It was destroyed anyway.
This story has been updated.
The Médecins Sans Frontières-supported hospital that was attacked by airstrikes in Syria Monday did not provide its location to the Syrian government because its staff feared that would prompt a deliberate attack.
In a phone call with Foreign Policy on Tuesday, Fabrice Weissman, director of research at MSF’s Center for Reflection on Humanitarian Action and Knowledge, said that the Syrian doctors working at the clinic in the northwestern town of Maarat al-Numan had been attacked multiple times in recent years and believed they were protecting themselves by refusing to reveal their location to forces carrying out airstrikes in the region.
Instead, the doctors — who had the authority to make the decision without needing the approval of MSF — may have just been delaying the inevitable.
Four missiles struck the hospital Monday in an attack that MSF believes was purposefully carried out by either the Syrian government or its Russian allies — accusations Moscow has categorically denied. At least 11 people — including five staff members and five patients — were killed, and another two people are still missing. At least four other medical facilities and two schools were also hit by airstrikes Monday, killing dozens of civilians.
Weissman told FP the staff in Maarat al-Numan feared that offering their GPS coordinates “would just do the opposite of protecting them and instead help loyalist forces to find them and target them.”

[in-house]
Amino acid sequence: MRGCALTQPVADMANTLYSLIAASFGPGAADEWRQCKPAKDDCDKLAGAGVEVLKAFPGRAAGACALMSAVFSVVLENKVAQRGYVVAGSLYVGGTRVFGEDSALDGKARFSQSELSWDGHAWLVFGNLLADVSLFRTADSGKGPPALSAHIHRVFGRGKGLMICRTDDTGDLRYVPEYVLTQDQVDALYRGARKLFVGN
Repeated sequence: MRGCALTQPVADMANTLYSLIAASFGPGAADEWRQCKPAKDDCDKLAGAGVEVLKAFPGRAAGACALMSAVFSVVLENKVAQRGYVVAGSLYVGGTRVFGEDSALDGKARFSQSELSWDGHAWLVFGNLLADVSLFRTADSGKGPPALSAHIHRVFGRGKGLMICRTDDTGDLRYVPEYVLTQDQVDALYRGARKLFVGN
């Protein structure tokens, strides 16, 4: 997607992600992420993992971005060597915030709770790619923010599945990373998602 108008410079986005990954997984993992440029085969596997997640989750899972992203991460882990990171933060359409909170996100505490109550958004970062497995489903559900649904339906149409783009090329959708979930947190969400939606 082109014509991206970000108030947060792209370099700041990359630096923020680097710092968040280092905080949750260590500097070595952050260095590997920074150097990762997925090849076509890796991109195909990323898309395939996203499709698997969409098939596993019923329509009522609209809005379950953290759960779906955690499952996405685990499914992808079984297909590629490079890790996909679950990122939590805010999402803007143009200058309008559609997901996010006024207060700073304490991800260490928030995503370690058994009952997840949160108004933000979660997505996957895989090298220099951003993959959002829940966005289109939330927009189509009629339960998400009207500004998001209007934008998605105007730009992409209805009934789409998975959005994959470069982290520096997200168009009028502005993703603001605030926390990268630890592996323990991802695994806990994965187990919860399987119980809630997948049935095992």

MSF runs three hospitals in Syria — two near Aleppo and one in Atmeh — and has provided the coordinates for those three locations to the Syrian military. But it also supports a network of around 150 clinics and hospitals throughout the country, many of which are operating in areas where staff fear they will be attacked if government forces believe their medical workers are caring for members of the opposition. A number of those facilities — including the one bombed Monday — have kept their locations secret from the government in order to try to protect themselves from such attacks.
Speaking to a group of reporters outside the U.N. Security Council, Bashar al-Jaafari, Syria’s U.N. envoy, called MSF a “branch of the French intelligence operating in Syria.”
“They assumed the full consequences of their act, because they did not consult with the Syrian government and they did not operate with Syrian government permission,” he said, accusing the U.S.-led coalition of carrying out Monday’s strike.
According to Weissman, the precision of Monday’s strikes indicates Russia is most likely to have perpetrated the attacks. “It reminds us of what we experienced in Chechnya during the war where there was this scorched earth policy being waged by the Russian army against health facilities,” he said, referencing the conflict there in the 1990s.
Russia angrily denied any involvement in the strike. In Geneva, Russian Health Minister Veronika Skvortsova said bombing a hospital “contradicts our ideology.”
Moscow has steadily rejected Western accusations — many from the White House — that its forces are deliberately striking civilians or the moderate rebels working to oust Syrian President Bashar al-Assad.